The first challenge for the BSS was the requirement to use non-toxic shot for waterfowl hunting, which according to the U.S. Fish & Wildlife Service, began phasing in with the onset of the 1987-88 hunting season. Steel shot was the non-toxic alternative in those early years and the BSS did not get along well with the harder steel pellets. Seemingly overnight, hunters seeking to hunt with their BSS shotguns in the field were limited to upland game which was outside the scope of the lead shot ban.
In addition to the effects of the waterfowl hunting lead ban, the emerging trend of hunters moving toward autoloaders and pump action shotguns put more nails in the BSS’s coffin. Classic double guns were no longer “cool” as more modern autoloaders such as Benelli’s 3.5-inch capable 12-gauge Super Black Eagle emerged in the market in the late 1980s and early 1990s.
The simple economics of supply and demand began to creep into the Browning’s side-by-side market. With less and less demand, Browning made the tough decision to discontinue production in 1987.
Today, however, we have a variety of options for non-toxic shot, some of which is well-suited to older guns that don’t handle steel. Interest in side-by-side shotguns has increased again as hunters look to the more traditional and nostalgic shotgun designs. The Browning BSS is a solid American-style side-by-side that would make a fine addition to anyone’s shotgun collection. Their prices are more affordable than some options, less affordable than others. The BSS has a niche and fills it well. It is definitely a viable option in today’s used side-by-side market.
The rest of the story
Now, to finish the tale of how I came to own my BSS. Twenty-three years after the fateful day when my gun shop colleague stole that shotgun out from under me, I received an email from ol’ Fritz:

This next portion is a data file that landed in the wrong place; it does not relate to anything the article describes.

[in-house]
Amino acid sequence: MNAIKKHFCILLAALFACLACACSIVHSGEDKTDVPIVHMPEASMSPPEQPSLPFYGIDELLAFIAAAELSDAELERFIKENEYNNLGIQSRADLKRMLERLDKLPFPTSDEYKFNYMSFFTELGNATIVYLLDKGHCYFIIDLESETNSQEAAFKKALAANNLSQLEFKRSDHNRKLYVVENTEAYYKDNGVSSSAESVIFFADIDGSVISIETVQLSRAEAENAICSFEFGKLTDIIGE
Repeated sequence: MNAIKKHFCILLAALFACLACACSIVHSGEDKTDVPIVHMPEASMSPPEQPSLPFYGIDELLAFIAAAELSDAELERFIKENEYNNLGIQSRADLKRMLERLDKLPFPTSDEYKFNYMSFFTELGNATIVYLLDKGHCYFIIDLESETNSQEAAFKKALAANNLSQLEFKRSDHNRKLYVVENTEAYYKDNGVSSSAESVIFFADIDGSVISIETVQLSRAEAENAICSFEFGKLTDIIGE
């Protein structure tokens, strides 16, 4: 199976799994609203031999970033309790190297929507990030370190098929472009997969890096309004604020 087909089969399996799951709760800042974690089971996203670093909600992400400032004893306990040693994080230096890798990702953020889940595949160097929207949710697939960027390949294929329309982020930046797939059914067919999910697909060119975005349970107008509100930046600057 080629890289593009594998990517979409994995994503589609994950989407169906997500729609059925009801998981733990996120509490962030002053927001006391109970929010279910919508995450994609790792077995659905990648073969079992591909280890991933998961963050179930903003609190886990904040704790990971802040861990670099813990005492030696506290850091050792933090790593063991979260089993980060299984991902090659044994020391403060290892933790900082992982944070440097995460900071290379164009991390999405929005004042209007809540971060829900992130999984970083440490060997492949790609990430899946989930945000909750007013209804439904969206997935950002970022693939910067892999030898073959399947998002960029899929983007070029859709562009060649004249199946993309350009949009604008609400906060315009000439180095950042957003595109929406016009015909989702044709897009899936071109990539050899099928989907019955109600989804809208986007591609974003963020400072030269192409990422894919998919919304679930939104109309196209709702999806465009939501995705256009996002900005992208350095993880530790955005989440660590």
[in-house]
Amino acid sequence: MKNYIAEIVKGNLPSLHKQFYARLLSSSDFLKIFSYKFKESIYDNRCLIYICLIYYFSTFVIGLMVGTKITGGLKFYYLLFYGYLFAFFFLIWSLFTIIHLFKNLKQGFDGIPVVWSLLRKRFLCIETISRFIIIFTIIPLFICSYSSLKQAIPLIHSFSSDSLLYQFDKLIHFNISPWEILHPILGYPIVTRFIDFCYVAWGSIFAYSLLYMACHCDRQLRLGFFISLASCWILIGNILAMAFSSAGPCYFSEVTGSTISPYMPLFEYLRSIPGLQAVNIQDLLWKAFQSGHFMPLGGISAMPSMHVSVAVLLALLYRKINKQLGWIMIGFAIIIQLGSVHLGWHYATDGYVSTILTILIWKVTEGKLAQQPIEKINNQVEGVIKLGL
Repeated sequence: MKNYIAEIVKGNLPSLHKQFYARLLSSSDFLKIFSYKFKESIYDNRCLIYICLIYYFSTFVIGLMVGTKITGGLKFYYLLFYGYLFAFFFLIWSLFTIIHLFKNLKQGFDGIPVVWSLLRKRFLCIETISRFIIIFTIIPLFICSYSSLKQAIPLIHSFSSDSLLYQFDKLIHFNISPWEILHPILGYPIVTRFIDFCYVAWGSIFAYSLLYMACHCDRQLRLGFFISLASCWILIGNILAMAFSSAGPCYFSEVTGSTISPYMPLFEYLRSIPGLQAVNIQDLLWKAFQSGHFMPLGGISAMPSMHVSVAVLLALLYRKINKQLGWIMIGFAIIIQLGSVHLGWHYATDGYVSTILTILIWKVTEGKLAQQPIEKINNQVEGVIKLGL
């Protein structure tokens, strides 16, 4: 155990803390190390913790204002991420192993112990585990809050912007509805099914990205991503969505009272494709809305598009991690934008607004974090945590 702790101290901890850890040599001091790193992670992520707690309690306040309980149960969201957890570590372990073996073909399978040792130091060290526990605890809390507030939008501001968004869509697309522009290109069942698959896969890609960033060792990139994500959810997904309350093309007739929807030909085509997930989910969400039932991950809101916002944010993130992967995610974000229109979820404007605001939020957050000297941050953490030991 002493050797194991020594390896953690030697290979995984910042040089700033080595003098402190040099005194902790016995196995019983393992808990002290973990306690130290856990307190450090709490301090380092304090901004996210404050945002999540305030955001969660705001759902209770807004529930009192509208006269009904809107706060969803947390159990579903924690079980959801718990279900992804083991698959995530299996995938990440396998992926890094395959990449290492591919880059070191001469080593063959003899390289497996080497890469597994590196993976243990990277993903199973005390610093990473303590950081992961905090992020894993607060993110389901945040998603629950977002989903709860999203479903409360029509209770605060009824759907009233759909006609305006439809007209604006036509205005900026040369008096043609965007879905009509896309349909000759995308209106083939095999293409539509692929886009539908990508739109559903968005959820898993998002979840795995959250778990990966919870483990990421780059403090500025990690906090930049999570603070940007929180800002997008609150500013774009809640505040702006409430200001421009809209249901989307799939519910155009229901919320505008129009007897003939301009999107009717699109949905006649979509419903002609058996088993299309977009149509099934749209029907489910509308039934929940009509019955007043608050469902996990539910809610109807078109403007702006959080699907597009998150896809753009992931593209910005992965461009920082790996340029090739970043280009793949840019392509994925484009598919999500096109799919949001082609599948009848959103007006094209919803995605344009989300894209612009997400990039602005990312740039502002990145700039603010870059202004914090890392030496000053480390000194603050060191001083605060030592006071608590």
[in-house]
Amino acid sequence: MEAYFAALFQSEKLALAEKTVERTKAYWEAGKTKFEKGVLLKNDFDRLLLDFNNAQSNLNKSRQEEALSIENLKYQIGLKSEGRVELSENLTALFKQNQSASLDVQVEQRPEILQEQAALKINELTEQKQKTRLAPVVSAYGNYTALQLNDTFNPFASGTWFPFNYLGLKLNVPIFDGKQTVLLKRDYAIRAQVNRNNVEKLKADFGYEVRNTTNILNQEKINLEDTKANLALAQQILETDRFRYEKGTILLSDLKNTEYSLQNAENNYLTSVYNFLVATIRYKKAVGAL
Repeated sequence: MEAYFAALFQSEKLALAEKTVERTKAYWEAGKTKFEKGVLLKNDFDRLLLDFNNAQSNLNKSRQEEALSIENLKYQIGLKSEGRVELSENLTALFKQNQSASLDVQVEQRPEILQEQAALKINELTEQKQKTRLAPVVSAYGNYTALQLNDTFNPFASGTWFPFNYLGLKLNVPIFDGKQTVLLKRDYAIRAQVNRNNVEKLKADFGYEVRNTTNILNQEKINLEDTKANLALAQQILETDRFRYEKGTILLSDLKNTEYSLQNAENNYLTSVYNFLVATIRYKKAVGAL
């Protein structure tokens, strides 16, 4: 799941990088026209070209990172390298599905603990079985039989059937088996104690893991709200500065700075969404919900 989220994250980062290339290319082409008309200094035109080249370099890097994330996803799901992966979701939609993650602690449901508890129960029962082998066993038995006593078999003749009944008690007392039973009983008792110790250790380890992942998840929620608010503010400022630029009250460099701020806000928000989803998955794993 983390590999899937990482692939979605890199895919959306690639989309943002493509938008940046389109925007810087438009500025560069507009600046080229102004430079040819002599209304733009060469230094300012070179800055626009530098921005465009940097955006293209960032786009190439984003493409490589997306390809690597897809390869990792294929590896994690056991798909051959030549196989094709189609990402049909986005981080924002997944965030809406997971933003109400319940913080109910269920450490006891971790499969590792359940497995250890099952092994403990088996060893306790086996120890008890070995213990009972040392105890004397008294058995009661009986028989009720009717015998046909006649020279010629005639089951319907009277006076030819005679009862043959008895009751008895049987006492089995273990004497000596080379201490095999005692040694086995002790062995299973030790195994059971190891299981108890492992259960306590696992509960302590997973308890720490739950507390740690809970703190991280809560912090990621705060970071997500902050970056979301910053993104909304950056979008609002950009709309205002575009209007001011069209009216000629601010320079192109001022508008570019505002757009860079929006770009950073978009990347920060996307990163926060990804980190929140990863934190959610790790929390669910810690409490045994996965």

“Hey, you want to buy my BSS, I’m thinking about selling it?”
“Uh, yes, I wanted to buy it like two decades ago, but you sniped it before I got to work…remember?!”
I’m a sucker for nostalgia, so the fact that the story of my BSS has a connection to my dear friend Fritz makes my carrying it to the field that much more special. I am the fourth generation in my family to carry a Browning firearm in pursuit of wild birds, beginning with my great-grandfather, then my grandfather, and finally my father. They all wielded the iconic Auto-5 during the heyday of bobwhite quail hunting in Kansas. Those three Browning heirlooms still reside in our family with my grandfather’s Auto-5 tucked in next to my BSS in the gun safe.
This past January, when I dropped a hard-crossing rooster pheasant in south-central Kansas with my BSS, I felt a surge of pride well up inside me. I felt my grandfather looking down on me grinning from ear to ear that the Browning tradition was still running strong in our family.
Brad Stefanoni grew up hunting quail and waterfowl in southeast Kansas, where for the past 20 years he’s been passing on what he learned to his wife and their two sons. His diverse background includes work as a biologist, a science education center director, an outdoor writer and a developer of public/private partnerships. With a degree in wildlife biology, Brad’s current work-in-progress is transforming his family’s 80-acre farm into a living laboratory of upland and wetland habitat. His passions include spending time with his family and black Labrador retriever pursuing waterfowl and upland birds, and fly fishing.